preview image showing micro four thirds logo

We regularly talk about full-frame and crop sensor cameras here at How-To Geek, but there are other sensor formats, too. Let’s have a quick look at an increasingly popular option: Micro Four Thirds.

A Smaller Sensor with a Different Aspect Ratio

The Micro Four Thirds format sensor is normally used in small, mirrorless, consumer-focused cameras with interchangeable lenses, made by Panasonic and Olympus—although you can also find it in some high-end point-and-shoots. It’s smaller than the sensor used in almost all DSLRs, although significantly bigger than the chips found in most smartphones.

Micro Four Thirds has a 17.3mm x 13mm sensor. It’s a good bit smaller than the 36mm x 24mm full-frame format sensor, and about 60% of the size of the most common APS-C crop sensor, 23.6mm x 15.7mm.

image showing relative sensor sizes
The relative sensor sizes of most smartphone (blue), Micro Four Thirds (green), APS-C (yellow), and Full-Frame (red) cameras.

Micro Four Thirds has a crop factor of around 2. This means that a 50mm lens on a Micro Four Thirds camera has the same field of view as a 100mm lens on a full-frame camera. (It’s about the same as a 70mm lens on an APS-C camera, which has a crop factor of 1.5.)

The Micro Four Thirds format also has a slightly different aspect ratio to the other sensor formats. While they use the 3:2 aspect ratio, Micro Four Thirds has an aspect ratio of 4:3 (hence the name). If you get a Micro Four Thirds camera, you may find yourself needing to crop your images more often.

Field of view comparison of a 50mm lens on a full frame, APS-C, and Micro Four Thirds camera
Field of view comparison of a 50mm lens on a full-frame, APS-C, and Micro Four Thirds camera.

The Pros and Cons of Micro Four Thirds

Sensor size affects a lot about an image. The bigger the sensor, the better it performs in low light. This is why smartphone cameras can struggle so much at night. It also impacts the depth of field. With larger sensors, it’s easier to get blurrier, more bokeh-filled backgrounds. Again, the smaller sensors are why smartphones have to “fake it.”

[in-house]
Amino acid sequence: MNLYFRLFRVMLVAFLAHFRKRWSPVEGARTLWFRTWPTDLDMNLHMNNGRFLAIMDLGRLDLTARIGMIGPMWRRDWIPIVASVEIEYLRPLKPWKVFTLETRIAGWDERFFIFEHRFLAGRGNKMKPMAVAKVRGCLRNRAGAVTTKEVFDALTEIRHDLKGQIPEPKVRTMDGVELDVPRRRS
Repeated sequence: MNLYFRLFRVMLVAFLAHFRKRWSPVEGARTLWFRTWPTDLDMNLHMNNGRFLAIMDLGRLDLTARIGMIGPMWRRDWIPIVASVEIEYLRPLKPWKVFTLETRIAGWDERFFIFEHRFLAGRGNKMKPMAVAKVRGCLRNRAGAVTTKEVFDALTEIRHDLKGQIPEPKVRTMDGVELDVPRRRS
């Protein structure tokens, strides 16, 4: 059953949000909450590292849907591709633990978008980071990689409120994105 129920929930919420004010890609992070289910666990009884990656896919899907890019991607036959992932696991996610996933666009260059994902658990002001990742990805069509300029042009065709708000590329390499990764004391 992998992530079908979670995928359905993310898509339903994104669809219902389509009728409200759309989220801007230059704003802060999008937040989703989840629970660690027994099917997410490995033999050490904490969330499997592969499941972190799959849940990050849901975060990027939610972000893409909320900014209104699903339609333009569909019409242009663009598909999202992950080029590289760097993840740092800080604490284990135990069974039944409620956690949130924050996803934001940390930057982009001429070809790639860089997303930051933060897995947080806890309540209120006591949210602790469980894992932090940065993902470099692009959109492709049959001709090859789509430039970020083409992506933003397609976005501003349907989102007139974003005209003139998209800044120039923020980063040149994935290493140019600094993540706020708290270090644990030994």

Micro Four Thirds sits at an interesting intersection between smartphones and larger, dedicated cameras. The bigger sensors can make it possible to take higher quality images. However, you don’t get the same low light performance or easy portrait photos as you do with a full-frame camera.

The crop factor can also be an advantage. It enables you to get more zoomed-in photos with shorter and lighter telephoto lenses. It’s really convenient if you like to shoot sports or wildlife photography. One of the most disappointing things about DSLRs is how expensive long lenses are.

Aside from the sensor, Micro Four Thirds cameras from Olympus and Panasonic are normally affordable, easy to carry, and good at shooting videos. If you’re looking for a mirrorless camera that’s actually small enough to bring around, they’re worth considering.

RELATED: Why Aren’t Mirrorless Cameras Smaller?

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Harry Guinness is a photography expert and writer with nearly a decade of experience. His work has been published in newspapers like The New York Times and on a variety of other websites, from Lifehacker to Popular Science and Medium's OneZero.
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